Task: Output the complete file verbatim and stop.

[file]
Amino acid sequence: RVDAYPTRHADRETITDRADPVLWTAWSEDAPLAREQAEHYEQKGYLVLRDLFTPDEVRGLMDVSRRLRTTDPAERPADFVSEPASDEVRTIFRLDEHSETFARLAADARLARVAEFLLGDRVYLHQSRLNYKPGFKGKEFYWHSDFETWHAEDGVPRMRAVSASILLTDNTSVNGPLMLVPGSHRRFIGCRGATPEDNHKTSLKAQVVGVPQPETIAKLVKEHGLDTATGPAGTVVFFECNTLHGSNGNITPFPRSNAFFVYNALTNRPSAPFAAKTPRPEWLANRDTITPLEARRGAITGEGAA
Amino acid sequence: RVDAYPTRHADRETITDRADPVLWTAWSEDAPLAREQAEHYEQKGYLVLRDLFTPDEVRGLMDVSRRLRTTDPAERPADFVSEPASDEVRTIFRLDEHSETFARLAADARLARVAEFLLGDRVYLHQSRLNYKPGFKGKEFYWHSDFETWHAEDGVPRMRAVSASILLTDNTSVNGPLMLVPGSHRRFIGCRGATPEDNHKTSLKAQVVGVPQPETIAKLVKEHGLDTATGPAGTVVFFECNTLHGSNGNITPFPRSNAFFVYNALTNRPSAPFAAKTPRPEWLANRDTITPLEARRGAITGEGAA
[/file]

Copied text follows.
Amino acid sequence: RVDAYPTRHADRETITDRADPVLWTAWSEDAPLAREQAEHYEQKGYLVLRDLFTPDEVRGLMDVSRRLRTTDPAERPADFVSEPASDEVRTIFRLDEHSETFARLAADARLARVAEFLLGDRVYLHQSRLNYKPGFKGKEFYWHSDFETWHAEDGVPRMRAVSASILLTDNTSVNGPLMLVPGSHRRFIGCRGATPEDNHKTSLKAQVVGVPQPETIAKLVKEHGLDTATGPAGTVVFFECNTLHGSNGNITPFPRSNAFFVYNALTNRPSAPFAAKTPRPEWLANRDTITPLEARRGAITGEGAA
Amino acid sequence: RVDAYPTRHADRETITDRADPVLWTAWSEDAPLAREQAEHYEQKGYLVLRDLFTPDEVRGLMDVSRRLRTTDPAERPADFVSEPASDEVRTIFRLDEHSETFARLAADARLARVAEFLLGDRVYLHQSRLNYKPGFKGKEFYWHSDFETWHAEDGVPRMRAVSASILLTDNTSVNGPLMLVPGSHRRFIGCRGATPEDNHKTSLKAQVVGVPQPETIAKLVKEHGLDTATGPAGTVVFFECNTLHGSNGNITPFPRSNAFFVYNALTNRPSAPFAAKTPRPEWLANRDTITPLEARRGAITGEGAA